Karijini National Park
By Johann A Melvill
January 3, 2012
I enjoy taking the car, hitching the camper trailer and heading off into the bush for a few days. Add to this a digital camera and the weekend usually ends up a success. A six week tour my wife and undertook in 2011 resulted in us travelling some 12,000 km through Western Australia (WA).
Living in Perth, Western Australia (WA) the challenge is to see as much of the state with a size of 424,517 square km as possible. One of the stops along the way was at Karijini National Park.
This HDR is an almost true representation of the sun on the red rocks of the Pilbara region. The Pilbara is well known for red soil. We found that the red dust stuck to our clothes and was difficult to wash out.
Karijini is well known for its spectacular gorges. The red rocks change colour as the day progresses with sunset often giving magnificent colouring to the rocks. Most of the gorges have a running stream in winter. In summer it turns into raging torrents.
The Pilbara region falls in the summer cyclone region. This and the intense heat of regular over 40°C becomes a hazard for tourists. Winter is the time to visit the northern regions of WA. The “grass” in the foreground is known as spinifex – a hard spiky leaf.
This panorama gives a glimpse of the flatness of the surrounding area. The Pilbara's red soil comes from the high iron ore content of the rocks. One of the main industries of the Pilbara is iron ore mining. This mining activity makes WA with its 4 million people the richest state in Australia. Federal taxes on the mines support other states that are struggling due to the economic slump.
All roads in the Park are unsealed. This is a further reason why the park is closed during the wet season. This photo shows the general vegetation in the area, unlike the tall trees found in the gorges. I mentioned sunsets earlier. With all the open pit mining in the region there is quite often a slight dust presence in the air. With sunset this enhances the sun's rays on the rocks giving them the beautiful colour.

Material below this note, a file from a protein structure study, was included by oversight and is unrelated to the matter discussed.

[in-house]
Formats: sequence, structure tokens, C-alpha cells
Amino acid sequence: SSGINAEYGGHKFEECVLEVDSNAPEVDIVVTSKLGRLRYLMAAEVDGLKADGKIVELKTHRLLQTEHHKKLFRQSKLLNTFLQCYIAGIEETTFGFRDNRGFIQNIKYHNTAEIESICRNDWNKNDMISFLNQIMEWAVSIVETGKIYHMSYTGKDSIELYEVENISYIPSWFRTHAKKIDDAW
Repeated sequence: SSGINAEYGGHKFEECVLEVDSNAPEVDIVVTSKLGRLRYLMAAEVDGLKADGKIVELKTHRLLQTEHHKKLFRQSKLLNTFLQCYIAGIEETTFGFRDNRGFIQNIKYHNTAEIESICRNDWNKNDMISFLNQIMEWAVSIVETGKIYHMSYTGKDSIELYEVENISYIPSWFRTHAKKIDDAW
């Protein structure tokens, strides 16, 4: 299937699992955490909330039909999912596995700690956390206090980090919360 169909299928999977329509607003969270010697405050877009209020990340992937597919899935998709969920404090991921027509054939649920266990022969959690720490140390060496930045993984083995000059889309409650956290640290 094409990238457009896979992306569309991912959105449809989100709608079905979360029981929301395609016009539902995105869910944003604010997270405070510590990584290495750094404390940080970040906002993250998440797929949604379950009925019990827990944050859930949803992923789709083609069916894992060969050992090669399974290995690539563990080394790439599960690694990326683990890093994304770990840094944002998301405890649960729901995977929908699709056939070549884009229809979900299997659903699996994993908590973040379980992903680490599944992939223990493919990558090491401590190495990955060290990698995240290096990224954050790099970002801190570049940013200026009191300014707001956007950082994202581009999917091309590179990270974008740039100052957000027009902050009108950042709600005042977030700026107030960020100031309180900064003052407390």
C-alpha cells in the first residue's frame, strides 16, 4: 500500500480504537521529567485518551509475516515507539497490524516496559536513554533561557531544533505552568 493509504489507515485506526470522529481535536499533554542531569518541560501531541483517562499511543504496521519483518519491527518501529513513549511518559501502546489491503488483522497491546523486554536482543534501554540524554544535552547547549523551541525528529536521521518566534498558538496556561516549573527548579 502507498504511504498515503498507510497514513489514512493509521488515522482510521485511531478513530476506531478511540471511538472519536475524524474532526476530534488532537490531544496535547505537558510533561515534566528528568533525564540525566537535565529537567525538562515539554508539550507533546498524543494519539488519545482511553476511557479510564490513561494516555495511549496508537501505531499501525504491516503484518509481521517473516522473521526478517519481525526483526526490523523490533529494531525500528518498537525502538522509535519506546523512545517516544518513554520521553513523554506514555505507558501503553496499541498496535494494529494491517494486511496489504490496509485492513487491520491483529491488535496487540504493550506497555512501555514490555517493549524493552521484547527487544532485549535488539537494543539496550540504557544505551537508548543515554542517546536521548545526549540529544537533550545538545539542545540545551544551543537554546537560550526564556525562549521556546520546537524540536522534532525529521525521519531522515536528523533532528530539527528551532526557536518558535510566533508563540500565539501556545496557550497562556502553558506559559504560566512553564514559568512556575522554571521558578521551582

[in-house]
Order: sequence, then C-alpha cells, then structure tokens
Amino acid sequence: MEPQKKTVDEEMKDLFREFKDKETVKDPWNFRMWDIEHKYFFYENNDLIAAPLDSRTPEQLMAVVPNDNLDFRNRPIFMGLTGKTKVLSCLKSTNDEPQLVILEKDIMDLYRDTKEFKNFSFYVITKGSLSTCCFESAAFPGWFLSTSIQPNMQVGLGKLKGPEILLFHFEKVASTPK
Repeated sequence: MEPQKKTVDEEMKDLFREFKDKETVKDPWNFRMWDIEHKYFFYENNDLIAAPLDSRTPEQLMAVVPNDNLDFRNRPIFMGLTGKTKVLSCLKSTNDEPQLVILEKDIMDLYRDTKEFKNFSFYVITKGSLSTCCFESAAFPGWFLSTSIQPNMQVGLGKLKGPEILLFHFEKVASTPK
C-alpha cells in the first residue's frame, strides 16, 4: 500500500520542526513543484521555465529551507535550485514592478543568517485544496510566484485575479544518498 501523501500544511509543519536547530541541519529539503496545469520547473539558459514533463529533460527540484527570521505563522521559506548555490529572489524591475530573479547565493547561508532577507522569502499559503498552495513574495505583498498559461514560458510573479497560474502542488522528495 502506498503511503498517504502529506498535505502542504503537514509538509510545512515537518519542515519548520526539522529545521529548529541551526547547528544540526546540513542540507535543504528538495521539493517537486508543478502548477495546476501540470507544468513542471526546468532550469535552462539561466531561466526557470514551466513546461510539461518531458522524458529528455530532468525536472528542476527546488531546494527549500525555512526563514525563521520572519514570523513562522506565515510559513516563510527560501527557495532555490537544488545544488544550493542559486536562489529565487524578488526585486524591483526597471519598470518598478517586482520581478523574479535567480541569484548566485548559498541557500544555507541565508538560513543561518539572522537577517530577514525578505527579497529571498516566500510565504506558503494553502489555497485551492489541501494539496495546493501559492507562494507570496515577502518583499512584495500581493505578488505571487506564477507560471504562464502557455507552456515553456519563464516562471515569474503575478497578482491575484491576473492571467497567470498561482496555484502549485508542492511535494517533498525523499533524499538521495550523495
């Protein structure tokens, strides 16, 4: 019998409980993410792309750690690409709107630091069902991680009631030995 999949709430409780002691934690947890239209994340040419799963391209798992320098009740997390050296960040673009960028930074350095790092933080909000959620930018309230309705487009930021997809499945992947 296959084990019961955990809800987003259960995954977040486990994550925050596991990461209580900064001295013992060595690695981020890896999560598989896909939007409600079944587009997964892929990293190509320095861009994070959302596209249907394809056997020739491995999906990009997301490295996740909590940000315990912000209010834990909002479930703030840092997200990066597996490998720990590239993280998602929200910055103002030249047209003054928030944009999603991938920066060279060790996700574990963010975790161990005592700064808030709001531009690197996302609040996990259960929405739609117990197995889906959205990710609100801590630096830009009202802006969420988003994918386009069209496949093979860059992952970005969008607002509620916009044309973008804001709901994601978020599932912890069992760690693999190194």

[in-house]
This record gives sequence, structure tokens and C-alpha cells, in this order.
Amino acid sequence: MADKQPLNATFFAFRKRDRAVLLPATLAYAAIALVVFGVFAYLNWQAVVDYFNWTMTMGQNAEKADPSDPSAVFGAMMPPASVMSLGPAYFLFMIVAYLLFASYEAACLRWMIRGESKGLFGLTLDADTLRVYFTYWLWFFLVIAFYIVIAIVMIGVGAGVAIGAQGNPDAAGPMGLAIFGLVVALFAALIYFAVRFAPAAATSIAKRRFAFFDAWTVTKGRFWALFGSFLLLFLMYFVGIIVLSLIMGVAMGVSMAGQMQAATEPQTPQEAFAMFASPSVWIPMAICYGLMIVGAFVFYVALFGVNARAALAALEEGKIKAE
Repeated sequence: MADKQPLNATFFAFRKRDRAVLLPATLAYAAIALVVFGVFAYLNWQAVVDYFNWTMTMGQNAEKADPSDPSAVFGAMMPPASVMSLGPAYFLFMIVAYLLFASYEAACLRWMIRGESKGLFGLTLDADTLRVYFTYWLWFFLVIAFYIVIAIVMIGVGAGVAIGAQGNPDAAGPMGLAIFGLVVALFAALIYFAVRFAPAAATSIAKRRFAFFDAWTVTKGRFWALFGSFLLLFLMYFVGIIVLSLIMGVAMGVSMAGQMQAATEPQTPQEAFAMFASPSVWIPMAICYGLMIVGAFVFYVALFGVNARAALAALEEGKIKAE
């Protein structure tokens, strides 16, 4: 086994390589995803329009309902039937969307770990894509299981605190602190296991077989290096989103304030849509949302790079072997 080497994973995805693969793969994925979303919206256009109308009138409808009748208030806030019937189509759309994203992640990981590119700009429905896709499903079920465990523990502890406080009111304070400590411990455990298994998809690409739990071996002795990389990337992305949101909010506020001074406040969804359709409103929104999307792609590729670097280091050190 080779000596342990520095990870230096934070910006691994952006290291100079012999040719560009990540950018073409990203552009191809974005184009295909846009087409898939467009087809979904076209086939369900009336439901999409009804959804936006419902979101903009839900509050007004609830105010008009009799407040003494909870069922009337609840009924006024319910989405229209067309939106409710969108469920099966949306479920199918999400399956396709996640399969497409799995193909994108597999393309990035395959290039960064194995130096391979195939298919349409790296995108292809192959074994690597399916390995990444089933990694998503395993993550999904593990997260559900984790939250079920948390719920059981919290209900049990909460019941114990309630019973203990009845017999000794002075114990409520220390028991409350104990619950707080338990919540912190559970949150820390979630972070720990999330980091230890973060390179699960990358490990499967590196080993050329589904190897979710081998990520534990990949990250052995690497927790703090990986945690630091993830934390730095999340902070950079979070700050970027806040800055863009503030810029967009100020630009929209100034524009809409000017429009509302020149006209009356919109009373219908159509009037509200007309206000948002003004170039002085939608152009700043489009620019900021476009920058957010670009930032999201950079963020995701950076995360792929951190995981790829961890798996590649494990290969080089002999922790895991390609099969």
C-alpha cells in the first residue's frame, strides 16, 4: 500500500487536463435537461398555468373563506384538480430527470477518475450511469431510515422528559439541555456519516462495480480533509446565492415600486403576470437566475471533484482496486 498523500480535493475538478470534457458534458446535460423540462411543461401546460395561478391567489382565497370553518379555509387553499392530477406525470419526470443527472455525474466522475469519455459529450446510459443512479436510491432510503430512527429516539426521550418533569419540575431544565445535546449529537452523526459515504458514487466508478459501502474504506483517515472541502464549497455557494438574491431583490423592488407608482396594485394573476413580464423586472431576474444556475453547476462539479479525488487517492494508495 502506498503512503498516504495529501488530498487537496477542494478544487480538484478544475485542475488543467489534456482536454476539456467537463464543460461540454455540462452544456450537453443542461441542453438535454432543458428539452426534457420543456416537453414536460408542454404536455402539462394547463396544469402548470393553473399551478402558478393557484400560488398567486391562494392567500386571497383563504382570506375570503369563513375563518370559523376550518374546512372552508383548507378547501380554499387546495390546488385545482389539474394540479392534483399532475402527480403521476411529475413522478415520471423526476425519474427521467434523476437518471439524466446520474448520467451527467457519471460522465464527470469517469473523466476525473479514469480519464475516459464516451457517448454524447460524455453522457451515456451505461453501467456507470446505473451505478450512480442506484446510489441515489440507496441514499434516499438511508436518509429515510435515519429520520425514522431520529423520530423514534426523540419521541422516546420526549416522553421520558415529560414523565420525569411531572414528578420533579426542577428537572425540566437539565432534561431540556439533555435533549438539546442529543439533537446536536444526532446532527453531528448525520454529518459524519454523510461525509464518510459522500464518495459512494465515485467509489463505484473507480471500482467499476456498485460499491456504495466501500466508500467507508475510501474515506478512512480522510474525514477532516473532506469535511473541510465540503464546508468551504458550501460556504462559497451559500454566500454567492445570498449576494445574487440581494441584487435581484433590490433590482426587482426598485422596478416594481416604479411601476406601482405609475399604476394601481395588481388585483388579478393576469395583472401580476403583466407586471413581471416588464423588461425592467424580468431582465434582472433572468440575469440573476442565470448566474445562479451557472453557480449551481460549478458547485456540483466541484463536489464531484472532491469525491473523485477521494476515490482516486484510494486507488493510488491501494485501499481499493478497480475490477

Camping at Dales Gorge is the only option offered by the Park. However there is a luxury Eco Tourist Camp bordering on the park where those that do not like the camper’s lifestyle can stay. Campers are expected to bring their own water as there is a very limited supply near the campsite. Climbing down to the bottom of the gorges is normally rewarded with a lovely swimming pool.
This HDR gives another view of the red rocks and one of the many gorges. The park is about three days north of Perth with the nearest town, Tom Price, being 90km away. The towns of Newman, Tom Price and Nanutarra are major mining centres with Port Hedland being the main export harbour for the ore.
The vegetation in the gorges includes Mulga and Spinifex with some 50 varieties of Acacia, Eucalypts and Melaleuca. The fauna includes Euro (Rock Wallaby), dingoes, 133 species of birds, and 92 species of amphibians and reptiles. An interesting small animal is the pebble mouse. They build a burrow and surround the entrance with pebbles the size of large marbles.
On a hot day this water looks enticing but getting down to it is not that easy. The park has many tracks leading in and out of the gorges. Most of them are accessible for the normal hiker. However there are tracks that have been set aside for rock climbers giving them a different challenge.
The gorges eventually lead back to flatter country and also to the end of an enjoyable visit. For more information on our trip see the URL below.
These photographs were all taken using a Canon 1000D. I used manual settings as far as possible. I did however not experiment enough and will on a return trip in the future most probably use different settings.
About Johann A Melvill. I grew up in South Africa where my teacher father was a keen photographer. He was also the town’s unofficial photographer. I was taught the art of photography including developing and printing black-and-white photographs before I completed secondary school. At University I switched to colour slides of which I took many during my forages into the mountains. Later in my married life I unluckily switched to a fully automatic camera and soon lost the knack of focal lengths, aperture setting and all the good stuff. Twelve years ago we moved to Perth in Australia. It was here that I had the urge to get back to the nitty gritty of manual photography. I purchased a Canon 1000D and enrolled in a photography course. Al Mireau was the teacher and I soon got back into manual mode. The biggest problem I have at present is my eyesight not being what it should be resulting in often out of focus photographs.
My other passion is camping and travelling. Most of my photos I now take are on some or other travelling trip with the camper trailer hitched to the car.
For more information on the tour see: http://members.iinet.net.au/~melvill/files/kimberley.html
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